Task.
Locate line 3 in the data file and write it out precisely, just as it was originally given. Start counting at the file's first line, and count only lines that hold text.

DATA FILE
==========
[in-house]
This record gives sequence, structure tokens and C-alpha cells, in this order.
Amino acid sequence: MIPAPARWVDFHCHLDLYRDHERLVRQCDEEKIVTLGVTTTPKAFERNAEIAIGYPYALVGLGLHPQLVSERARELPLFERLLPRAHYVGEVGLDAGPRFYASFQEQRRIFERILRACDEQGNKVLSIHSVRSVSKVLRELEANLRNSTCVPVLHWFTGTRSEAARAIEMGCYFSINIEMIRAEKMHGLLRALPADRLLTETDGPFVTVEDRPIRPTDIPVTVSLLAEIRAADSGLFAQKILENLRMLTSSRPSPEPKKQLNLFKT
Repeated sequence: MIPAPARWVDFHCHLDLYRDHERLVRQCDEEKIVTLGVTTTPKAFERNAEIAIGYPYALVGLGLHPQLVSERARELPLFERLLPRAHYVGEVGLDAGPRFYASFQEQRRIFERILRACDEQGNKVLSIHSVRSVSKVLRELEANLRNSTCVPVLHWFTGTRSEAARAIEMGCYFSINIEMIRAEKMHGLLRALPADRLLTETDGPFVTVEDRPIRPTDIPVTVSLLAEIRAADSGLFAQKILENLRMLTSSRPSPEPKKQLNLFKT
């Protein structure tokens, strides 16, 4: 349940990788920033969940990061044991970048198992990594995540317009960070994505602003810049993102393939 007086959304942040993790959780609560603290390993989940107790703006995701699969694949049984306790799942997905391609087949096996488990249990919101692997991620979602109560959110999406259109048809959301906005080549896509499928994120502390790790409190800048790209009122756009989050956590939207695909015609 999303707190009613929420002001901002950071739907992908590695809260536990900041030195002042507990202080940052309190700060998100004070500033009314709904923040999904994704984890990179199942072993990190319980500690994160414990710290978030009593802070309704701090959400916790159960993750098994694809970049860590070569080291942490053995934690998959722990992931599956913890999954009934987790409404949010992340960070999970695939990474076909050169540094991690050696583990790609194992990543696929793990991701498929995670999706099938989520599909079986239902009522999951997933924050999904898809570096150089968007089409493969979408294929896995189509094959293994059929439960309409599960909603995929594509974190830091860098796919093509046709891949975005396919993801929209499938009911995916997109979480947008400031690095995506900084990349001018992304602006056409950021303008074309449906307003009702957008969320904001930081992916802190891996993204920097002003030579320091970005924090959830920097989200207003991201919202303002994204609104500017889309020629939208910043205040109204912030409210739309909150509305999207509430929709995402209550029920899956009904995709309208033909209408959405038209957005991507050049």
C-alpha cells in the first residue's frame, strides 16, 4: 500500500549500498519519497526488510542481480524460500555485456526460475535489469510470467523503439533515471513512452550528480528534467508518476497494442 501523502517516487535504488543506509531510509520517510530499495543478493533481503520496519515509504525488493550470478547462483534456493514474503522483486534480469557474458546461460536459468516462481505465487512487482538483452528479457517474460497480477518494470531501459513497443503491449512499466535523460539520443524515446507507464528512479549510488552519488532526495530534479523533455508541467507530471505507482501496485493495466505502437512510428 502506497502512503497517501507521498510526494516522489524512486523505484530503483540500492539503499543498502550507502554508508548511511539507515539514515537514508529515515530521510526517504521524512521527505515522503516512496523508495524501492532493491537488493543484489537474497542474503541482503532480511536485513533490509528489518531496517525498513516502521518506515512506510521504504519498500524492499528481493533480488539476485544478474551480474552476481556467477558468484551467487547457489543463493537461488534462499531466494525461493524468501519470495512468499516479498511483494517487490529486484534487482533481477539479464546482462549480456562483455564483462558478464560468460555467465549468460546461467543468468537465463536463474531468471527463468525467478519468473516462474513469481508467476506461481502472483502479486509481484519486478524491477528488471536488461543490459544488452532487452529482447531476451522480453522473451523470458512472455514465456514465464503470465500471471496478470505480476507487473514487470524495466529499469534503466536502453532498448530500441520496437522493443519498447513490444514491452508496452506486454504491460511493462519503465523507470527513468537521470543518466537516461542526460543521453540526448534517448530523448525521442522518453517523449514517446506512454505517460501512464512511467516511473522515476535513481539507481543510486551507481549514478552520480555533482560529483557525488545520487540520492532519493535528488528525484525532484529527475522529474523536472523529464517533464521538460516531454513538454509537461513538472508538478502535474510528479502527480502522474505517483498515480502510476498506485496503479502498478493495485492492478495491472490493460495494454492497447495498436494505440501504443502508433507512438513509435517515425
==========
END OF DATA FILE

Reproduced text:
Amino acid sequence: MIPAPARWVDFHCHLDLYRDHERLVRQCDEEKIVTLGVTTTPKAFERNAEIAIGYPYALVGLGLHPQLVSERARELPLFERLLPRAHYVGEVGLDAGPRFYASFQEQRRIFERILRACDEQGNKVLSIHSVRSVSKVLRELEANLRNSTCVPVLHWFTGTRSEAARAIEMGCYFSINIEMIRAEKMHGLLRALPADRLLTETDGPFVTVEDRPIRPTDIPVTVSLLAEIRAADSGLFAQKILENLRMLTSSRPSPEPKKQLNLFKT